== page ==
Icons, Iconoclasts, and Outsiders
Icons, Iconoclasts, and Outsiders
September 19 - October 31
Inaugural Exhibition at Howl! Arts/Howl! Archive (HA/HA)
Grand Opening: Sunday, September 19 / 11 AM–6 PM
Howl Arts is pleased to announce the inaugural exhibition at its new space, Howl! Arts/Howl! Archive (HA/HA). Icons, Iconoclasts, and Outsiders presents works by artists, writers, musicians, scenesters, performers, icons, iconoclasts, outsiders and other creators from the 1960s to the present whose life and work energized the underground and are now entering mainstream cultural discourse. HA/HA is located at 250 Bowery, just down the block from Howl! Happening. The exhibition continues through October 31, 2021 and is co-curated by Howl executive director Jane Friedman with Sean Mellyn and Maynard Monrow.
Icons, Iconoclasts, and Outsiders unveils previously undocumented aspects of downtown life and culture—the atmosphere of a wildly diverse neighborhood that has influenced successive generations. A refined collection of works of art, cultural history, and ephemera, the exhibition presents the early Ramones banner Gabba Gabba Hey (1977) and the paintings by artist and founding spirit of the gallery Arturo Vega; Candy Darling’s the worst years of my life: a five year diary, from the collection of her longtime friend Jeremiah Newton; David Wojnarowicz’s Saint Sebastian (1981), a portrait of Brian Butterick from his personal collection; costumes, props, and videos from The Alien Comic Tom Murrin’s archive; an exquisite photographic portrait by George Dureau and explosive paintings by Richard Hambleton from the Arturo Vega estate; a signature portrait by Helen Oliver Adelson; graphite portraits by John Kelly of gifted individuals who were part of his life and creative circles; cultural chronicler and photographer Marcia Resnick’s color portrait of William Burroughs (1980); and Scooter LaForge paintings that explore contemporary social issues through humor, lavish decoration, and exaggerated cartoon-like figures.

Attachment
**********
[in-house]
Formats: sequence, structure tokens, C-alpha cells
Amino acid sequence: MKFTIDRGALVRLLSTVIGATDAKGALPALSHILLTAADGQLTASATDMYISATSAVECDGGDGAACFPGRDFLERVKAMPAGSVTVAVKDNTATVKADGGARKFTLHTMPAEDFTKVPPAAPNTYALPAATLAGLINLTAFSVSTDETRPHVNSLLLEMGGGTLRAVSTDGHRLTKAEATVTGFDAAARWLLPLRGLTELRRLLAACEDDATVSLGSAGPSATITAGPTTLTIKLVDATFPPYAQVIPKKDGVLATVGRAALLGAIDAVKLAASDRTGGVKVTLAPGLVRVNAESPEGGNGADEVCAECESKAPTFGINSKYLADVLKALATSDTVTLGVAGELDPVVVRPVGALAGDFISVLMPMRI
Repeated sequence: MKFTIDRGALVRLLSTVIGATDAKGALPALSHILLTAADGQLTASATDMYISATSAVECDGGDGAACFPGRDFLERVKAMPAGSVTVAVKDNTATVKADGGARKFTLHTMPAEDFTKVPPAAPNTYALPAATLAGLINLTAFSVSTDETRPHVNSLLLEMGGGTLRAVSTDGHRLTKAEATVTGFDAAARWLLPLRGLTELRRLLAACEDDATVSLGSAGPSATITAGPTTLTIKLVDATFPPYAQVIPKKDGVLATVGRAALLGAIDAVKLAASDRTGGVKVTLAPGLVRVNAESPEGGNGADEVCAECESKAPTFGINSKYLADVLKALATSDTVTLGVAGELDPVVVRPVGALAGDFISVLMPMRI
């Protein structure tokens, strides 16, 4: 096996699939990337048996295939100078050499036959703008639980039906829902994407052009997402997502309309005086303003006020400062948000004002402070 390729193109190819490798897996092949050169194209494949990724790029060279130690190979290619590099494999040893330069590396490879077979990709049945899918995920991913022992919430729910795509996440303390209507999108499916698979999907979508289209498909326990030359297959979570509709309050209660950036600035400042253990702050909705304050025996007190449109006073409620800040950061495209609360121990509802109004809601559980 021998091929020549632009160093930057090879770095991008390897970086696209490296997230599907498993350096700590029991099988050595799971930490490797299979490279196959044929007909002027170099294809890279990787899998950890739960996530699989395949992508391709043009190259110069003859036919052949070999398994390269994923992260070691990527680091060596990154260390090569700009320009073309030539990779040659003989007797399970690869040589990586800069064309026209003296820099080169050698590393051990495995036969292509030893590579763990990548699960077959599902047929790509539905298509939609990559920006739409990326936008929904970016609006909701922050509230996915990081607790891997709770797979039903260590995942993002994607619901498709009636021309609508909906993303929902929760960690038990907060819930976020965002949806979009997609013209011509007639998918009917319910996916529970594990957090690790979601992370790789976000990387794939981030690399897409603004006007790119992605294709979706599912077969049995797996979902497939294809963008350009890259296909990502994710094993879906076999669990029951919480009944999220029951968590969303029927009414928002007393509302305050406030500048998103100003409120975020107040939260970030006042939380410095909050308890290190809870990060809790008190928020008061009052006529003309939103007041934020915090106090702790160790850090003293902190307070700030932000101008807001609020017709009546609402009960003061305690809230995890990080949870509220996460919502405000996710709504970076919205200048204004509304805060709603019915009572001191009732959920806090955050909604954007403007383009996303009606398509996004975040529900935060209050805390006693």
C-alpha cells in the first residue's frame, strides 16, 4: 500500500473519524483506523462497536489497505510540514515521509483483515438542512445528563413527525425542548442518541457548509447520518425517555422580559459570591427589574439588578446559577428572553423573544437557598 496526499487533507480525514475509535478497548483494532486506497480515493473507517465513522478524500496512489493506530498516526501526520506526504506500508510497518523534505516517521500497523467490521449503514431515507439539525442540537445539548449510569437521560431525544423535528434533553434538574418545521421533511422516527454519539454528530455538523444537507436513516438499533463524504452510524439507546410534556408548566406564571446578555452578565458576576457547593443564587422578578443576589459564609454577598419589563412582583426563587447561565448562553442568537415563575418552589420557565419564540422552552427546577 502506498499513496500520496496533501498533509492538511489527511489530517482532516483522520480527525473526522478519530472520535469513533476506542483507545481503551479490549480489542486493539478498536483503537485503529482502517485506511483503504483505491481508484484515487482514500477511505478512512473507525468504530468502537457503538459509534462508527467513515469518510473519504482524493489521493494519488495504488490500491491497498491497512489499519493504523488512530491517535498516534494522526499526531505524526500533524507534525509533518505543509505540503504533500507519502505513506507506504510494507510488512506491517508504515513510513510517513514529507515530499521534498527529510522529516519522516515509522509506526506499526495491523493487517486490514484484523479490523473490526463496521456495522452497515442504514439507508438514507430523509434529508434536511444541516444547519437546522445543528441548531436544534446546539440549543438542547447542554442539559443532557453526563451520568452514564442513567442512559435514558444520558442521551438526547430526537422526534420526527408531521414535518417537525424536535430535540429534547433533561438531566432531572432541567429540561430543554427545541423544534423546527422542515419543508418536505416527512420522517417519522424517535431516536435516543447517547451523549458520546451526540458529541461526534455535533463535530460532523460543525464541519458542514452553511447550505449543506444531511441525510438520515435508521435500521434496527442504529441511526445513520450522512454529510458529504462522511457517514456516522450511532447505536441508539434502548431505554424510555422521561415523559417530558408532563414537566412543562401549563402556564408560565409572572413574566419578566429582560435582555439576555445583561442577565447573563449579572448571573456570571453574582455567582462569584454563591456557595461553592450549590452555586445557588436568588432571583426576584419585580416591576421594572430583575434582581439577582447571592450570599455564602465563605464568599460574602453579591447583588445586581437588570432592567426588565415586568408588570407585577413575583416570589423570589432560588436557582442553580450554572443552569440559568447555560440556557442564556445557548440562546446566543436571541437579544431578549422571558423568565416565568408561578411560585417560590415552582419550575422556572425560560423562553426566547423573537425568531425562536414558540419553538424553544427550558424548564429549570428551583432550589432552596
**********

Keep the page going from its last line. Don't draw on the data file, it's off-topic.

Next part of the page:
Also from the collection are works of art and archival materials from the 60s to the present including Philly Abe; Richard Bernstein; Don Herron; Mark Morrisroe; Dustin Pittman; Jamie Reid; Walter Stedding; Patti Smith; Tabboo!; Gail Thacker; Toyo Tsuchiya; Guy Woodard; as well as Mudd Club doorman extraordinaire Richard Boch’s personal papers; and materials from the estate of Clark Render, known for his collaboration with David Ilku in The Dueling Bankheads.
In the new screening room, Howl draws from its video archive of work by Merrill Aldighieri as the first VJ and early documentarian of the legendary 80s nightclub Hurrah; the archives of Efrom Allen, host of the early public-access television show Underground TV, featuring a range of unconventional guests including Sid Vicious, the Ramones, Marilyn Chambers, Blondie, Steve Allen, Buddy Rich, Stiv Bators, Brooke Shields, and William Shatner; and selections from the vaults of Howl TV including live performances, readings, panel discussions, and happenings with artists, writers, musicians, and thought-leaders who have enlivened the gallery since its inception in 2015.
Howl’s Permanent Collection comprises over 3,000 objects, including art, rare digital and analog media, performance-art ephemera, and personal archives from the 1960s onward. The Collection documents the origins and growth of local cultural and social movements that have had far-reaching impact—offering a myriad of opportunities for new interpretations of the punk, new-wave, and no-wave movements; performance art; drag; street art; public-access television; nightlife; LGBTQ activism; the AIDS epidemic; and urban gentrification.
Image: Richard Hambleton, Untitled (Leaping Shadowman), ca 2000